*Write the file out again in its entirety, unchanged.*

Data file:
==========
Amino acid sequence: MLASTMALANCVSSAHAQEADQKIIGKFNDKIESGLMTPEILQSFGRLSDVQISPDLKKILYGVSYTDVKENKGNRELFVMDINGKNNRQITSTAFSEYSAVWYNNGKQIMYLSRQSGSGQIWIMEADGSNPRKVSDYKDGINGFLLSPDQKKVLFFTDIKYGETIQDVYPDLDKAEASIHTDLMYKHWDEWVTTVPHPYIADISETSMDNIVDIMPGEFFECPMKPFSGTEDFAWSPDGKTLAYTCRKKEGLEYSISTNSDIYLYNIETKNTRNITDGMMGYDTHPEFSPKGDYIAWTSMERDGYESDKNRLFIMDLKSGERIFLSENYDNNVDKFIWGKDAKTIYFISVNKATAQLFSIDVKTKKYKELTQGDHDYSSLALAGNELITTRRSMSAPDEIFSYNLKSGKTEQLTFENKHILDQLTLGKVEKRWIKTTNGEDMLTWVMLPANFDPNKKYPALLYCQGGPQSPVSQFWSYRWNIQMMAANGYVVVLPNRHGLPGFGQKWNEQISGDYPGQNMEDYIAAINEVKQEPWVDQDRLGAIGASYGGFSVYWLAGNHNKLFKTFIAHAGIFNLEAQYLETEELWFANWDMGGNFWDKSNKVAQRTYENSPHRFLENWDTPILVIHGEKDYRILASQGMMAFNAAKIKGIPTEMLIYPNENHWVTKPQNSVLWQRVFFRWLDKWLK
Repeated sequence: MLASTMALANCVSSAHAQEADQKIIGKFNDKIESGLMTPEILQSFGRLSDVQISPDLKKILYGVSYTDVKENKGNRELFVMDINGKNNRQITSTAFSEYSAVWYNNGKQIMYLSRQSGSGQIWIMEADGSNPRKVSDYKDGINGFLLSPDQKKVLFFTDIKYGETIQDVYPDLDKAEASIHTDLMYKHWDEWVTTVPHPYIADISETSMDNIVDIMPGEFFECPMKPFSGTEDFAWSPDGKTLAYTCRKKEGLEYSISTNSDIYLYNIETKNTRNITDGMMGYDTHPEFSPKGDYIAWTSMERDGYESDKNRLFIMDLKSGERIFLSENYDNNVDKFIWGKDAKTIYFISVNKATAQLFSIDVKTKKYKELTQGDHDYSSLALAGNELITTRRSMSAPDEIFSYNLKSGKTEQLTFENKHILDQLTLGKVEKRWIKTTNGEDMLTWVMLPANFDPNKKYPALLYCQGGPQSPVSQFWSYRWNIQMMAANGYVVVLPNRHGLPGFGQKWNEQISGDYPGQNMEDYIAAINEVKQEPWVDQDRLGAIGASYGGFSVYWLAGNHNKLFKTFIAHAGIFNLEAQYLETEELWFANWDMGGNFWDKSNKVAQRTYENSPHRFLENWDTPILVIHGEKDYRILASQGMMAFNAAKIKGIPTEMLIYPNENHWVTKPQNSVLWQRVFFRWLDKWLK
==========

Amino acid sequence: MLASTMALANCVSSAHAQEADQKIIGKFNDKIESGLMTPEILQSFGRLSDVQISPDLKKILYGVSYTDVKENKGNRELFVMDINGKNNRQITSTAFSEYSAVWYNNGKQIMYLSRQSGSGQIWIMEADGSNPRKVSDYKDGINGFLLSPDQKKVLFFTDIKYGETIQDVYPDLDKAEASIHTDLMYKHWDEWVTTVPHPYIADISETSMDNIVDIMPGEFFECPMKPFSGTEDFAWSPDGKTLAYTCRKKEGLEYSISTNSDIYLYNIETKNTRNITDGMMGYDTHPEFSPKGDYIAWTSMERDGYESDKNRLFIMDLKSGERIFLSENYDNNVDKFIWGKDAKTIYFISVNKATAQLFSIDVKTKKYKELTQGDHDYSSLALAGNELITTRRSMSAPDEIFSYNLKSGKTEQLTFENKHILDQLTLGKVEKRWIKTTNGEDMLTWVMLPANFDPNKKYPALLYCQGGPQSPVSQFWSYRWNIQMMAANGYVVVLPNRHGLPGFGQKWNEQISGDYPGQNMEDYIAAINEVKQEPWVDQDRLGAIGASYGGFSVYWLAGNHNKLFKTFIAHAGIFNLEAQYLETEELWFANWDMGGNFWDKSNKVAQRTYENSPHRFLENWDTPILVIHGEKDYRILASQGMMAFNAAKIKGIPTEMLIYPNENHWVTKPQNSVLWQRVFFRWLDKWLK
Repeated sequence: MLASTMALANCVSSAHAQEADQKIIGKFNDKIESGLMTPEILQSFGRLSDVQISPDLKKILYGVSYTDVKENKGNRELFVMDINGKNNRQITSTAFSEYSAVWYNNGKQIMYLSRQSGSGQIWIMEADGSNPRKVSDYKDGINGFLLSPDQKKVLFFTDIKYGETIQDVYPDLDKAEASIHTDLMYKHWDEWVTTVPHPYIADISETSMDNIVDIMPGEFFECPMKPFSGTEDFAWSPDGKTLAYTCRKKEGLEYSISTNSDIYLYNIETKNTRNITDGMMGYDTHPEFSPKGDYIAWTSMERDGYESDKNRLFIMDLKSGERIFLSENYDNNVDKFIWGKDAKTIYFISVNKATAQLFSIDVKTKKYKELTQGDHDYSSLALAGNELITTRRSMSAPDEIFSYNLKSGKTEQLTFENKHILDQLTLGKVEKRWIKTTNGEDMLTWVMLPANFDPNKKYPALLYCQGGPQSPVSQFWSYRWNIQMMAANGYVVVLPNRHGLPGFGQKWNEQISGDYPGQNMEDYIAAINEVKQEPWVDQDRLGAIGASYGGFSVYWLAGNHNKLFKTFIAHAGIFNLEAQYLETEELWFANWDMGGNFWDKSNKVAQRTYENSPHRFLENWDTPILVIHGEKDYRILASQGMMAFNAAKIKGIPTEMLIYPNENHWVTKPQNSVLWQRVFFRWLDKWLK